Upon initial thoughts I was slightly hesitant in regards to what I thought would be the most appropriate title for this post, then after pondering further, I came to the conclusion that the wording emphasize the concept of health and its abundance of components.
In society the word “health” is synonymous to a plethora of things and this varies depending on culture, gender, socio-economic group, age just to name a few. Now let’s look at health from a cultural perspective. I know from personal experience, and based on my Caribbean
upbringing, being healthy was tantamount to superficial aspects.
As long as you looked healthy, meaning not resembling a thin stature, which is often glorified by the western society, you were considered “healthy”. This notion of healthiness included eating all the “wrong types” of food and/or large quantities because as I mentioned before, there was an element of emphasis on the outer appearance. Although this culture belief was normalised it couldn’t be more further from the truth.
Your culture can shape your mindset
The reason why I highlighted this topic was due in part to something that I feel when observing people’s food habits, additional factors should be taken into consideration. Interestingly enough, on my travels I noticed an uncanny cultural similarity within the Polynesian ethnic group.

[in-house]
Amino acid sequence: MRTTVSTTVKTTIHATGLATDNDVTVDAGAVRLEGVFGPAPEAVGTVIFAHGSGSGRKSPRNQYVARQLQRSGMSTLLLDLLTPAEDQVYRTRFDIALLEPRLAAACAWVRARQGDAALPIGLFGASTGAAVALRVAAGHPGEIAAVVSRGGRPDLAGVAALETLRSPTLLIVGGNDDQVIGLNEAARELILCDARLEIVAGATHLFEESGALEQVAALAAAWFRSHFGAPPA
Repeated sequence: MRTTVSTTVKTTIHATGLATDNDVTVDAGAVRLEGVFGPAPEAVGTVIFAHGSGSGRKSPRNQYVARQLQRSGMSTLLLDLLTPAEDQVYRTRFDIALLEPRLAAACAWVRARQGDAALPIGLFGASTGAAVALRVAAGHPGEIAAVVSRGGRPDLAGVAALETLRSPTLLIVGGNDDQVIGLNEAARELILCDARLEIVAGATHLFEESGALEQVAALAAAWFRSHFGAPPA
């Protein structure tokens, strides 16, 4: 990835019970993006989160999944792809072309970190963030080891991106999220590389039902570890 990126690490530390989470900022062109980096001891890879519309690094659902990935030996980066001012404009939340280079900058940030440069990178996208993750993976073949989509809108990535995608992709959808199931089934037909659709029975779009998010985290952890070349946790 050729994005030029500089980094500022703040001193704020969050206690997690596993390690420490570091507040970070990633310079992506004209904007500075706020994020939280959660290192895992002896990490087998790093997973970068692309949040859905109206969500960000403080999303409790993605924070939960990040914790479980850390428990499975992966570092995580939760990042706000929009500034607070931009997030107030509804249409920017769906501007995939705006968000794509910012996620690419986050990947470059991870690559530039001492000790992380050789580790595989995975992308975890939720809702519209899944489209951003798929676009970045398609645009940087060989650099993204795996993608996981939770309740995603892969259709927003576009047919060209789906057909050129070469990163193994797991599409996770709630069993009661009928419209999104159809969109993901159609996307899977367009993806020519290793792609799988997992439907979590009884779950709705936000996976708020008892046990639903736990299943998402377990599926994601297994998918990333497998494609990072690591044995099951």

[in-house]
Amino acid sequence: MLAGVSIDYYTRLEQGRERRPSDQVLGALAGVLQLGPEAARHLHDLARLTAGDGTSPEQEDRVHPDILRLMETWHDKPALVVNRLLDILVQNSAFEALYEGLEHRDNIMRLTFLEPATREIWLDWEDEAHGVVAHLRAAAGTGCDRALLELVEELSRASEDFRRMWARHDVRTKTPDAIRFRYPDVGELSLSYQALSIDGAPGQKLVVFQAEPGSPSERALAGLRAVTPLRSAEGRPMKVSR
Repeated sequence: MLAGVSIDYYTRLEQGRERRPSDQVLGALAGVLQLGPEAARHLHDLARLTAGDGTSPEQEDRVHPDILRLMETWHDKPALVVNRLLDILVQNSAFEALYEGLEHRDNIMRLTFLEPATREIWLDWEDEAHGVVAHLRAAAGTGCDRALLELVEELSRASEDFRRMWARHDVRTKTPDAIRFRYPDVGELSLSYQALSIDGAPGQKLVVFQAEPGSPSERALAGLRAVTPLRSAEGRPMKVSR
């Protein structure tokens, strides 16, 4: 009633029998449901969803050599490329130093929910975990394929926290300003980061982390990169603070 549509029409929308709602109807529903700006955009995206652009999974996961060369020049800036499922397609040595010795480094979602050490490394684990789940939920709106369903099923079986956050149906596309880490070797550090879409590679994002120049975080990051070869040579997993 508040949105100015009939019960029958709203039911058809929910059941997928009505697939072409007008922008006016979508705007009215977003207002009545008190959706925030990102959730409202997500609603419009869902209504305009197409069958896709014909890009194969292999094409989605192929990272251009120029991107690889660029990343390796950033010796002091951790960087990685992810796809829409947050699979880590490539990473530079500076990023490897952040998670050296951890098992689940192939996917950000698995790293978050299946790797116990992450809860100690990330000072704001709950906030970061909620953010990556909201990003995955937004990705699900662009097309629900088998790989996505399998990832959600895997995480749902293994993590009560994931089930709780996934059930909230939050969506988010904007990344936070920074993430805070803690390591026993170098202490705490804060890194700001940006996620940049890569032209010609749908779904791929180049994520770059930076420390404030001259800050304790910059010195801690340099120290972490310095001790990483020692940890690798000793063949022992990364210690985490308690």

The Polynesian population also share a similar outlook where larger quantities of food are eaten indiscriminately, as food consumption reflects the social status of members in the community.
I believe when analysing health beliefs/behaviour various factors, cultural beliefs should be considered. The aforementioned is a perfect illustration of how cultural beliefs can impinge of on ones quest to embark a lifestyle change.
I’d love to know what your thoughts on this subject.
Were you raised with a certain cultural belief which may have an impact on your perception of physical health?
Do you think culture truly influences the definition of physical health?